> be passed as parameters? I mean this in the sense of the function
> itself, where C would pass a function pointer, rather than the result
> of the function. If that is allowed, how is a function passed?
Functions are easily passed as values. The data structure representing
a function is a pair consisting of a pointer to the function code,
and a pointer to a display. That function value is simply passed
to a reciever. Calling the function represented by the funciton
value is only a slight variation on a standard function call.
We do special case the function call code for functions that need a
> > Argument handling occurs by passing arguments in the registers, or
> > passing a pointer to a block of parameters in the caller's stack.
> Always call-by-value? No way to pass addresses? Much safer that way
> for parallelism, of course.
PARLANSE data types are C-like with a few dynamic types
(such as dynamically sized strings and dynamically sized arrays
of other PARLANSE types). So, it has pointers.
Pointers are just values. If you want to pass a pointer to a function,
just pass it as a value. This isn't necessarily safe for parallelism,
but we assume that our coders understand the trouble they can get into when
two pointers in parallel grains might refer to the same block of storage.
Its a sharp sword, and you can clearly cut yourself badly.
PARLANSE disallows pointer arithmetic, and that seems to help.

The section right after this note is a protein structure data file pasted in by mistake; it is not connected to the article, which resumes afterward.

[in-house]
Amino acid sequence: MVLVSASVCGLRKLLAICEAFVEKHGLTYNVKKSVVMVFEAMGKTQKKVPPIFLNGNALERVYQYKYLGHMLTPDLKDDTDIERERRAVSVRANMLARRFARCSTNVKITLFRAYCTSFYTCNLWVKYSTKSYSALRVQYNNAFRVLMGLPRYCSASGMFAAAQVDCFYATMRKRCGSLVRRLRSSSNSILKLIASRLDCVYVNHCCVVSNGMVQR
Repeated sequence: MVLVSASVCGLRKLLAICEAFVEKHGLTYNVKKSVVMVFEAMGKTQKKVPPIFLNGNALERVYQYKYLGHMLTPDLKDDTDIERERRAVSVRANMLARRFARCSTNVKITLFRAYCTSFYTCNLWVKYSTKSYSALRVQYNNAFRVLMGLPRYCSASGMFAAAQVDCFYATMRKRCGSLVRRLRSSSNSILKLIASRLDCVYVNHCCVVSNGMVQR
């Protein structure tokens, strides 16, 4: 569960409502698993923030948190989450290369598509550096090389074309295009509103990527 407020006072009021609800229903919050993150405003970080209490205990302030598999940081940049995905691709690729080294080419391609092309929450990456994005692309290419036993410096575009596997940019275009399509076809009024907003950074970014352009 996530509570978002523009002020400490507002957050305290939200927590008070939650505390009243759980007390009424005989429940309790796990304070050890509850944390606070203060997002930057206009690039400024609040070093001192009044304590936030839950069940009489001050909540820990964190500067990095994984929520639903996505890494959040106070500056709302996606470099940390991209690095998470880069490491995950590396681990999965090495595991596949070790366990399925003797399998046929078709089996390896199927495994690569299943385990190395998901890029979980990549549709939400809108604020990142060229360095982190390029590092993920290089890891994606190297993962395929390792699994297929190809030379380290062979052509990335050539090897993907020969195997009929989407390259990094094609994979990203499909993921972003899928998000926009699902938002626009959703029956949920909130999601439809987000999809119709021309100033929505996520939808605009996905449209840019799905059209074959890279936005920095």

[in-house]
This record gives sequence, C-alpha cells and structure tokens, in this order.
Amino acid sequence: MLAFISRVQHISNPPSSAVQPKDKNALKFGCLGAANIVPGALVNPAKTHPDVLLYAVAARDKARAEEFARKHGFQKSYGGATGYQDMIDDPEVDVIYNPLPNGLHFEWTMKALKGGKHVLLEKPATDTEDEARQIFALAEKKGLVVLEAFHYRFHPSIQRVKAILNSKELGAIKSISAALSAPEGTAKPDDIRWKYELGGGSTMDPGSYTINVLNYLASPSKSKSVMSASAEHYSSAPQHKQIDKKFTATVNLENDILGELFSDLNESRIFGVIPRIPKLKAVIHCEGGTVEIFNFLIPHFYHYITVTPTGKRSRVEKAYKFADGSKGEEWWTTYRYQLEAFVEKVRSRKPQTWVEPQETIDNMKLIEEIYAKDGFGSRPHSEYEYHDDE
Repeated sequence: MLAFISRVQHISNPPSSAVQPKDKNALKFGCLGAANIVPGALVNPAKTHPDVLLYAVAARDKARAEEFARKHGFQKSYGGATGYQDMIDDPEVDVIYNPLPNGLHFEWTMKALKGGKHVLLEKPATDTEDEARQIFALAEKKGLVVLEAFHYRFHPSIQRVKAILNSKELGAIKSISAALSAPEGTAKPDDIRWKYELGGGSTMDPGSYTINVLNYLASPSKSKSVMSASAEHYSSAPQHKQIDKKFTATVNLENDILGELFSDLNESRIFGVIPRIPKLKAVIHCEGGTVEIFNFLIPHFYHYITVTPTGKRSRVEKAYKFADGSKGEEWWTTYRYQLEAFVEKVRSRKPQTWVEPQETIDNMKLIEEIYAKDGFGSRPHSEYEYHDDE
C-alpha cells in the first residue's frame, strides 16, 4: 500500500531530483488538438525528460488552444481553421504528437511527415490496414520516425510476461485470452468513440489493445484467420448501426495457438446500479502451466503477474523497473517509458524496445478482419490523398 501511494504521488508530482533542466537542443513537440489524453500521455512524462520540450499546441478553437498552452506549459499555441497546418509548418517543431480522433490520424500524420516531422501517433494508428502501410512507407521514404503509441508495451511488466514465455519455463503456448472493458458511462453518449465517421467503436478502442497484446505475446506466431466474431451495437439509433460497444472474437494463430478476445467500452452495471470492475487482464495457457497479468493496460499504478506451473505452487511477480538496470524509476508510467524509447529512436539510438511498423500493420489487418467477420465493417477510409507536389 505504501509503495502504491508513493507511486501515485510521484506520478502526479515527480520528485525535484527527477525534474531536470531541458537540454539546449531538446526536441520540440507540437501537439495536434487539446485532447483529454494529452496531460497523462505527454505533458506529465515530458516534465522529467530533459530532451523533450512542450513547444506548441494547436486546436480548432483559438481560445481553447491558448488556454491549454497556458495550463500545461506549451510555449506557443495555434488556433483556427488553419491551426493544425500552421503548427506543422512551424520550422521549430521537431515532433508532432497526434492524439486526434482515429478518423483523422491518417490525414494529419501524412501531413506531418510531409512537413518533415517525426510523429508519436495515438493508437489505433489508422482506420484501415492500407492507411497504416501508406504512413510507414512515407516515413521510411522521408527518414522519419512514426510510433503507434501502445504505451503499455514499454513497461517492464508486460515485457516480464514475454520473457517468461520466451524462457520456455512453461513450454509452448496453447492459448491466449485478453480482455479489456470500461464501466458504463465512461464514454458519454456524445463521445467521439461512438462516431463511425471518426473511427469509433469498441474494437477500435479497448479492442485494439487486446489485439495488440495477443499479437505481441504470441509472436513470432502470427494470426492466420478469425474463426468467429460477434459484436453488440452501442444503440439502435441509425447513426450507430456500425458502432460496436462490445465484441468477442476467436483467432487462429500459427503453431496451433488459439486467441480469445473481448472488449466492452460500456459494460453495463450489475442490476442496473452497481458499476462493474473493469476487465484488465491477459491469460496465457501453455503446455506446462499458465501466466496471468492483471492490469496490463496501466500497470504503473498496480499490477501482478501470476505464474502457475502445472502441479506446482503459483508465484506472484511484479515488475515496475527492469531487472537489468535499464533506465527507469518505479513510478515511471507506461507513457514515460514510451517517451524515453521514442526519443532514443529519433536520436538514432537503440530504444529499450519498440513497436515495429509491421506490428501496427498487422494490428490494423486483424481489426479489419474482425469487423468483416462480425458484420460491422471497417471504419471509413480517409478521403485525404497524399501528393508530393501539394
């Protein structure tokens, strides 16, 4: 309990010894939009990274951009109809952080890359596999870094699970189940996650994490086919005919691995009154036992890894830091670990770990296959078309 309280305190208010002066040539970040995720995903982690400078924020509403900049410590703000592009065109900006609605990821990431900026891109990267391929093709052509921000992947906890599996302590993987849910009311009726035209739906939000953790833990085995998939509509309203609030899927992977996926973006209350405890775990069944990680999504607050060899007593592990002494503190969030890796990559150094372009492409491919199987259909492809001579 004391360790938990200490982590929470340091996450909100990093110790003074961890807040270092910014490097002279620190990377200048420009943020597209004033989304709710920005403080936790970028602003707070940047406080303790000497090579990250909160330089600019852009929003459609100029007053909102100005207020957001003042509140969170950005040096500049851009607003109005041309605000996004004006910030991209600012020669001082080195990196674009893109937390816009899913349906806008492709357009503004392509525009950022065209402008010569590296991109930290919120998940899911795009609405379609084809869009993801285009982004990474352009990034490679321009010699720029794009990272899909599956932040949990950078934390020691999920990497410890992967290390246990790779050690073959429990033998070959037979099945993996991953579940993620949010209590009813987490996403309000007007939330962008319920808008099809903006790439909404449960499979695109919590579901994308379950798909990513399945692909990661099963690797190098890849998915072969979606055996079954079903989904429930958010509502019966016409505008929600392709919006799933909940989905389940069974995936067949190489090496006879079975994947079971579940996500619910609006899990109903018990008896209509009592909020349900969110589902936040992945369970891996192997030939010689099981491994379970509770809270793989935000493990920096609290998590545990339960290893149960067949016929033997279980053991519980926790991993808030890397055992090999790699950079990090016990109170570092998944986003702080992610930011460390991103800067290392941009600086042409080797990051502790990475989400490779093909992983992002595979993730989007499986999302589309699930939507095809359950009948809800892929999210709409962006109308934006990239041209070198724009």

> > Uplevel addressing to lexically scoped, addressable values in
> > surrounding function definitions is handled by constructing a
> > "display", an old Algol idea which uses a small array per function,
> > indexed by scope level number, containing a pointer to each parent
> > activation record.
> So it's a display of activation records, rather than of variables within
> hem? I'm used to displays in work's custom language.
Yes. If you need up level addressing to a zillion variables
in a parent function context, one activation record pointer
is way cheaper than a zillion pointers and passing them.
> > The overhead for all this is cheaper than you'd expect. it only takes
> > a few machine instructions per function call, and this matters only if
> > you are computing fibonacci or something else equally rediculously
> > simple.
> Indeed, the Windows thread activation overhead is going to be much
> bigger than this. That's handling your stacks for you, naturally enough.
We ask Windows to start threads for us, exactly once. Then we try
not to talk to Windows at all, because of its immense overheads.
PARLANSE has its own grain schedulers, split between runtime code
and compiler-generated machine code.
> What stack sizes do you set for the Windows threads? Smaller than the
> default 1MB, I assume?
It is useful to keep a traditional Windows stack per Windows thread.
When a PARLANSE computation grain wants to make a Windows call, it
switches from its small stack to the Windows stack for the underlying